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Who's in the Video
Sasha Sagan is a native of Ithaca, New York and a graduate of NYU. She has worked as a television producer, filmmaker, writer, and speaker in the U.S. and abroad.[…]

Many of humanity’s cultural traditions are based upon the movement of our planet around the Sun. The summer and winter solstices and the spring and autumn equinoxes take on special significance.

The reason these special days exist is because our planet tilts at an angle of roughly 23° on its axis. Without this tilt, there would be no seasons.

The religious and philosophical themes of rebirth and resurrection, therefore, are partially the result of our planet’s axial tilt.

SASHA SAGAN: There's no refuge from change in the cosmos, but we're not really good at processing time passing. It's very mysterious. It's very confusing. Throughout time, we earthlings have all sort of come to the same points in the year, and the same points in life to mark. Disparate cultures, who had no way of communicating, found the same moments to create ceremonies and traditions around. Birth, coming of age, death- and also the solstices and equinoxes. So many of our rituals and traditions are about processing change and coming to terms with who we are on this little, particular planet. 

My dad, Carl Sagan, was an astronomer and together with my mom, Ann Druyan, they really communicated wonder and awe about the natural world as revealed through science. And they found ways to carry on traditions to connect to our place in the Universe without compromising what they really believed about the world and what we're all doing here. So many of our celebrations around the world are tied to four points in the year, which are a function of how we move around our star, and the axial tilt that the planet has. So, our planet rotates on its axis, but we do it at a little angle- it's about 23 degrees and change. And because of that, we have seasons. Without it, we would still have weather, but we would not have seasons. And the length of days wouldn't change. 

Here in the Northern Hemisphere, our summer solstice is around June 20th, and at that same time, it's the winter solstice in the Southern Hemisphere. Six months later, we switch. The points in between those extremes are the autumn and spring equinoxes. Holidays like, for example, Easter, Passover, Nowruz, are all tied to the spring equinox. So many holidays around this time of year are connected. Rebirth, resurrection, and this theme of overcoming darkness. There's this underlying story that says, "Wow, that was close. That looked really bad. We almost didn't make it, but now it looks like it's gonna be okay." And we see that in so many different places around this time of year, so many different traditions, because that's spring itself. There's so much symbolism in traditions and ceremonies.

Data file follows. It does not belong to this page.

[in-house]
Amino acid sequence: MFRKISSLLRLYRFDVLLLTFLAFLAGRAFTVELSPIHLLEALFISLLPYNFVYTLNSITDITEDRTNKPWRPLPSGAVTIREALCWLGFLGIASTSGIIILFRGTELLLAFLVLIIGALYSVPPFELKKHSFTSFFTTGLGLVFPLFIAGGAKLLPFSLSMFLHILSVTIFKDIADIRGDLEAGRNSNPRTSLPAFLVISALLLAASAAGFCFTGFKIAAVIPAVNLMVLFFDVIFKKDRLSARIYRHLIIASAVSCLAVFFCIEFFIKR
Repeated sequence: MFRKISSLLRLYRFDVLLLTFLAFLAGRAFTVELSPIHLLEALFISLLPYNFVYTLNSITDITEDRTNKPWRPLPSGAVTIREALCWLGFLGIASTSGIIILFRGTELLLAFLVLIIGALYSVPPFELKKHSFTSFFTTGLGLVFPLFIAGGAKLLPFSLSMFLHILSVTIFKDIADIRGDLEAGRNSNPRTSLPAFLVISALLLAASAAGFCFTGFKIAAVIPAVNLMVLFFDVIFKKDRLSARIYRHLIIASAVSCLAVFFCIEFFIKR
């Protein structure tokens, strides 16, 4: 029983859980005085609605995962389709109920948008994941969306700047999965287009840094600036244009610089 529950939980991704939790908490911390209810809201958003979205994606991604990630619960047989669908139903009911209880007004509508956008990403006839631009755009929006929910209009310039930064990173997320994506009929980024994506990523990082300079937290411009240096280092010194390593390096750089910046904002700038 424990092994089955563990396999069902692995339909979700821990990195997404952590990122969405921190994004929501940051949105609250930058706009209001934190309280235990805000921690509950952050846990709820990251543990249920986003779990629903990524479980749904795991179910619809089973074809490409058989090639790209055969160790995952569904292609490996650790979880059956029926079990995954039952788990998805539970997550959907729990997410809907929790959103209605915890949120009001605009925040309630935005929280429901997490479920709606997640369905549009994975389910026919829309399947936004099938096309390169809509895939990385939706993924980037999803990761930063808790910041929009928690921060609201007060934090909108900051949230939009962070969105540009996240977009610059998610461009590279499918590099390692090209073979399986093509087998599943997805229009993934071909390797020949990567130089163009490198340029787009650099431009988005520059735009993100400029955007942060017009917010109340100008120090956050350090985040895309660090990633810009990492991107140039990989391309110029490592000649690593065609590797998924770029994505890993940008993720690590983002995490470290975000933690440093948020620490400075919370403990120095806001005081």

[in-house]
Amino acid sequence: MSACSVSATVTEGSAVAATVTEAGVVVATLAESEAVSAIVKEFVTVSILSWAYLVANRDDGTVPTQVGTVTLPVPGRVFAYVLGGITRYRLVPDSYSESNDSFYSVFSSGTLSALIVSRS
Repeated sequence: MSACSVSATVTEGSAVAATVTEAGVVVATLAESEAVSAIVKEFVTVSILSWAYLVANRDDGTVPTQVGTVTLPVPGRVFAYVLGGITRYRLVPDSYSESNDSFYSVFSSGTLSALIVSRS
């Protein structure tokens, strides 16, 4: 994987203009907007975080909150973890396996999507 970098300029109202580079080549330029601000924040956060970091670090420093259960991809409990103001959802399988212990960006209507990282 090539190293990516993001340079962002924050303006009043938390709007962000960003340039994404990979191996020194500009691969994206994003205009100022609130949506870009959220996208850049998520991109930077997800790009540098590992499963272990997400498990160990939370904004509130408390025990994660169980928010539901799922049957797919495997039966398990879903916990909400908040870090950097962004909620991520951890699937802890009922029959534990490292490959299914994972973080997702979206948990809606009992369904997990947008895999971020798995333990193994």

They're almost like these performance art pieces. And I don't mean that in a negative way- it's beautiful! It's this way we can communicate these larger ideas that everyone understands. I'm a secular, but I do love community, and I love getting together to carry on traditions. Those of us who are secular or agnostic or atheist or some combination of those things, we still need ways to mark time. In the wintertime, when it's really cold and dark, we have all these traditions in so many cultures to make ourselves feel joy and create light for ourselves; just around this idea that when the sun sets early, we need more light. 

There's something about that that's very profound. So, talking about the winter solstice, because of the axial tilt, the days are gonna start getting longer little by little. It'll be summer before we know it, and no matter whether we believe in it or not, no matter what anyone does, it's definitely happening and the light is returning. It's coming back for sure. And that's something to celebrate.

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